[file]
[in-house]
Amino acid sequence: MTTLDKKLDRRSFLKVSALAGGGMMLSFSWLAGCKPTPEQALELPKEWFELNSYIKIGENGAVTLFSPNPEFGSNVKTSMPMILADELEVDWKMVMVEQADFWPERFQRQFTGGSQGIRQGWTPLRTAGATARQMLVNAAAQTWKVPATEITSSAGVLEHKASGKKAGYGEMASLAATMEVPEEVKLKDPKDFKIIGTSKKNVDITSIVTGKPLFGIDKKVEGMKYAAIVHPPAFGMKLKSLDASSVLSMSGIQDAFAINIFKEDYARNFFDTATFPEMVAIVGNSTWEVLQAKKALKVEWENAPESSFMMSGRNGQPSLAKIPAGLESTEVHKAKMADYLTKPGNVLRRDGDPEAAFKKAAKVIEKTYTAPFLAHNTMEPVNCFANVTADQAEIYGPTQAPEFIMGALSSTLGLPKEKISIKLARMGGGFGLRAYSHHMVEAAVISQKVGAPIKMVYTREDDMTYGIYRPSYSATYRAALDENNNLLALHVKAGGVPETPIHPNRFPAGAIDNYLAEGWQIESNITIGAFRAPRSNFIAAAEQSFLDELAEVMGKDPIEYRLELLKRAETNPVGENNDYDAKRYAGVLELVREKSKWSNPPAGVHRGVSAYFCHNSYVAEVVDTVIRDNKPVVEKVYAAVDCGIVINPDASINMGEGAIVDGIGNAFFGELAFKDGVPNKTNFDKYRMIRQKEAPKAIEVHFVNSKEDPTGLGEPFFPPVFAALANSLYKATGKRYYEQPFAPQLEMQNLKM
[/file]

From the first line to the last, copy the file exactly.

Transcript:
[in-house]
Amino acid sequence: MTTLDKKLDRRSFLKVSALAGGGMMLSFSWLAGCKPTPEQALELPKEWFELNSYIKIGENGAVTLFSPNPEFGSNVKTSMPMILADELEVDWKMVMVEQADFWPERFQRQFTGGSQGIRQGWTPLRTAGATARQMLVNAAAQTWKVPATEITSSAGVLEHKASGKKAGYGEMASLAATMEVPEEVKLKDPKDFKIIGTSKKNVDITSIVTGKPLFGIDKKVEGMKYAAIVHPPAFGMKLKSLDASSVLSMSGIQDAFAINIFKEDYARNFFDTATFPEMVAIVGNSTWEVLQAKKALKVEWENAPESSFMMSGRNGQPSLAKIPAGLESTEVHKAKMADYLTKPGNVLRRDGDPEAAFKKAAKVIEKTYTAPFLAHNTMEPVNCFANVTADQAEIYGPTQAPEFIMGALSSTLGLPKEKISIKLARMGGGFGLRAYSHHMVEAAVISQKVGAPIKMVYTREDDMTYGIYRPSYSATYRAALDENNNLLALHVKAGGVPETPIHPNRFPAGAIDNYLAEGWQIESNITIGAFRAPRSNFIAAAEQSFLDELAEVMGKDPIEYRLELLKRAETNPVGENNDYDAKRYAGVLELVREKSKWSNPPAGVHRGVSAYFCHNSYVAEVVDTVIRDNKPVVEKVYAAVDCGIVINPDASINMGEGAIVDGIGNAFFGELAFKDGVPNKTNFDKYRMIRQKEAPKAIEVHFVNSKEDPTGLGEPFFPPVFAALANSLYKATGKRYYEQPFAPQLEMQNLKM